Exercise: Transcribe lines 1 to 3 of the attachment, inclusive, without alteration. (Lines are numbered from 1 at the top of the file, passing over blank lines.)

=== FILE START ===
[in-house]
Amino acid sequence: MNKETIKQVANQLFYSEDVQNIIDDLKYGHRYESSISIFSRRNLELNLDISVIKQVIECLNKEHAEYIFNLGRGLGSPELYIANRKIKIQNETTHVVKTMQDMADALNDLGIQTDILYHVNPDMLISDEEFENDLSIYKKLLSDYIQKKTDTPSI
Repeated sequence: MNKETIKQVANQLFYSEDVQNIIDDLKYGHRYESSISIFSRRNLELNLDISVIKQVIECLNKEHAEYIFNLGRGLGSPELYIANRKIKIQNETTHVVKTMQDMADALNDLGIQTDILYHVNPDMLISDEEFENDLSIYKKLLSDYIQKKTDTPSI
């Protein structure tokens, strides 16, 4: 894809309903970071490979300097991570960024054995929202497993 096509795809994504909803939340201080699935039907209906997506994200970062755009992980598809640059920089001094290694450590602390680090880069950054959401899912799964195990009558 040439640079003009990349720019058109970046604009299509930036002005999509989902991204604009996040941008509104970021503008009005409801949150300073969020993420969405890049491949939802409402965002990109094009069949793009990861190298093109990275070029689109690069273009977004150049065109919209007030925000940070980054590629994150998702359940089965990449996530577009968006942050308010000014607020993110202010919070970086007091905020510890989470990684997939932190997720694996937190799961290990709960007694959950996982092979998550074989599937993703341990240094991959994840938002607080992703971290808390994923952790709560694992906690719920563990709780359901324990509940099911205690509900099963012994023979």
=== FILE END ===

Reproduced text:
[in-house]
Amino acid sequence: MNKETIKQVANQLFYSEDVQNIIDDLKYGHRYESSISIFSRRNLELNLDISVIKQVIECLNKEHAEYIFNLGRGLGSPELYIANRKIKIQNETTHVVKTMQDMADALNDLGIQTDILYHVNPDMLISDEEFENDLSIYKKLLSDYIQKKTDTPSI
Repeated sequence: MNKETIKQVANQLFYSEDVQNIIDDLKYGHRYESSISIFSRRNLELNLDISVIKQVIECLNKEHAEYIFNLGRGLGSPELYIANRKIKIQNETTHVVKTMQDMADALNDLGIQTDILYHVNPDMLISDEEFENDLSIYKKLLSDYIQKKTDTPSI